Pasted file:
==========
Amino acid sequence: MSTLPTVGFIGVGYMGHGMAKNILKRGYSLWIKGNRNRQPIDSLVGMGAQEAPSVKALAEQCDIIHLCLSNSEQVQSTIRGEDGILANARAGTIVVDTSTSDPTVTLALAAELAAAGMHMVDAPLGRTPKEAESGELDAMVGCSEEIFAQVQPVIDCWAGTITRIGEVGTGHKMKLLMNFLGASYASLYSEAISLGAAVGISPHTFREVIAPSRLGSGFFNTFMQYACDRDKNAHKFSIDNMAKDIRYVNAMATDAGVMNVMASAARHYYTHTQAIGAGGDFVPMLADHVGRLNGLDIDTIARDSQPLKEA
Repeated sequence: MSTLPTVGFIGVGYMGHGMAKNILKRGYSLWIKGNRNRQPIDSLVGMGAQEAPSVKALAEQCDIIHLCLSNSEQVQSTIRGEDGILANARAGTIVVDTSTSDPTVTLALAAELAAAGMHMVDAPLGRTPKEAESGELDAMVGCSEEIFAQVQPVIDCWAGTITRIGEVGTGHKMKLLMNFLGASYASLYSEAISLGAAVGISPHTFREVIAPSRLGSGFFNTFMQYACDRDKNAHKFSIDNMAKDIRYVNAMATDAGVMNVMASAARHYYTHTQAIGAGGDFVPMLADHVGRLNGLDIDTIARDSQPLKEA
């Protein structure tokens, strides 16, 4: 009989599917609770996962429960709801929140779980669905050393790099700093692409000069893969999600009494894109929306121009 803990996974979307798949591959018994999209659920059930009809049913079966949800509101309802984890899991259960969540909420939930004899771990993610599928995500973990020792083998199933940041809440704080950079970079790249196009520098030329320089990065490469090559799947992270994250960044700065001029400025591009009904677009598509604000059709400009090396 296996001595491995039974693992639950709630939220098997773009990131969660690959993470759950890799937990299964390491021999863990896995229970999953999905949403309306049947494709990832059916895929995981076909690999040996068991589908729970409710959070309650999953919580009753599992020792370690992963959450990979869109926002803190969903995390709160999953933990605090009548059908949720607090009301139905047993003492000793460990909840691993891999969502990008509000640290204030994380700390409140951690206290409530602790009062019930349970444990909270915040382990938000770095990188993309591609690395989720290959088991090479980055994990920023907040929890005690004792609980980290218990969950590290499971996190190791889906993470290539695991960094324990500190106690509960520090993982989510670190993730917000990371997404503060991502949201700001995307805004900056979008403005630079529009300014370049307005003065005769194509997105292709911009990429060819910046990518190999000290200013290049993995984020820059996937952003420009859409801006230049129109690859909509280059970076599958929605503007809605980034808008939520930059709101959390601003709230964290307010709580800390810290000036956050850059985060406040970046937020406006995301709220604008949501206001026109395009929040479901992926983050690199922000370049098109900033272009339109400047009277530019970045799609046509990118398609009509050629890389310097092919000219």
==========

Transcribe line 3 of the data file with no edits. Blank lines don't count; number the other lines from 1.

């Protein structure tokens, strides 16, 4: 009989599917609770996962429960709801929140779980669905050393790099700093692409000069893969999600009494894109929306121009 803990996974979307798949591959018994999209659920059930009809049913079966949800509101309802984890899991259960969540909420939930004899771990993610599928995500973990020792083998199933940041809440704080950079970079790249196009520098030329320089990065490469090559799947992270994250960044700065001029400025591009009904677009598509604000059709400009090396 296996001595491995039974693992639950709630939220098997773009990131969660690959993470759950890799937990299964390491021999863990896995229970999953999905949403309306049947494709990832059916895929995981076909690999040996068991589908729970409710959070309650999953919580009753599992020792370690992963959450990979869109926002803190969903995390709160999953933990605090009548059908949720607090009301139905047993003492000793460990909840691993891999969502990008509000640290204030994380700390409140951690206290409530602790009062019930349970444990909270915040382990938000770095990188993309591609690395989720290959088991090479980055994990920023907040929890005690004792609980980290218990969950590290499971996190190791889906993470290539695991960094324990500190106690509960520090993982989510670190993730917000990371997404503060991502949201700001995307805004900056979008403005630079529009300014370049307005003065005769194509997105292709911009990429060819910046990518190999000290200013290049993995984020820059996937952003420009859409801006230049129109690859909509280059970076599958929605503007809605980034808008939520930059709101959390601003709230964290307010709580800390810290000036956050850059985060406040970046937020406006995301709220604008949501206001026109395009929040479901992926983050690199922000370049098109900033272009339109400047009277530019970045799609046509990118398609009509050629890389310097092919000219």